METFORMIN STUDIES IN DIGESTIVE SYSTEM MALIGNANCIES
Metformin in colorectal cancer

Cell lines and animal models: Metformin promotes cell cycle arrest in the G0/G1 phase in colorectal cancer (CRC) cell lines. It also decreases the expression of c-Myc and causes down-regulation of IGF-1R[71]. Consequently, up-regulation of the adenosine A1 receptor induces apoptosis[72]. Additionally, it was shown that metformin enhances the activity of the Sprouty2 gene, which suppresses colon cancer growth[73].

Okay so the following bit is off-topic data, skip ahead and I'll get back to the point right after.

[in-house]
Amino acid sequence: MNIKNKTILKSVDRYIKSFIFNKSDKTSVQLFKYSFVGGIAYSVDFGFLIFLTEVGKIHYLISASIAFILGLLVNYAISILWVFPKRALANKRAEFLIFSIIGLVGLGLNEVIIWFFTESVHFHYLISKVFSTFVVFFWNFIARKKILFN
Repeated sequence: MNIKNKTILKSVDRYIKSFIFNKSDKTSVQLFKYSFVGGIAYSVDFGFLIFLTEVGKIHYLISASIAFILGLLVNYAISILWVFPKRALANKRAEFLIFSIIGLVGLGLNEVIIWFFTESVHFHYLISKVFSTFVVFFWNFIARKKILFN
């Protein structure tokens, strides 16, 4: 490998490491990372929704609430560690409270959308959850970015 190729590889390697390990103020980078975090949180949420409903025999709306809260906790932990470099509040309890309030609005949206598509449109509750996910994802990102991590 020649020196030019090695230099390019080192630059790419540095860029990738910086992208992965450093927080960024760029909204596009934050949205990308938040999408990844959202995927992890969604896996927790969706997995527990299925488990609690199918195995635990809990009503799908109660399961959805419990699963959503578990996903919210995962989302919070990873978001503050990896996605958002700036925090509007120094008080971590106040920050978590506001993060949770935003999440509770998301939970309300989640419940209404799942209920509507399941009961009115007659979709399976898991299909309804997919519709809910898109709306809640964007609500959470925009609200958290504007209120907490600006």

The combination of metformin with 5-FU was investigated on the SW620 CRC cell line and on patients with DM2. The study showed that metformin plus 5-FU treatment significantly inhibited the proliferation of SW620 cells compared with that in monotherapy. Additionally, the examination of 86 CRC tissue samples obtained from patients with DM2 revealed that treatment with metformin decreased the proportion of poorly differentiated tumors[74]. Moreover, a synergistic effect of 5-FU and metformin was observed in a 5-FU resistant cell line[74] and metformin radiosensitizer CRC cells, with reduced survival of ionization-resistant cells[75]. Consistently, the association of oxaliplatin, 5-FU and metformin also demonstrated a superior anti-tumor activity in chemoresistant HT-29, and HCT-116 cells compared to that with the drugs separately[76].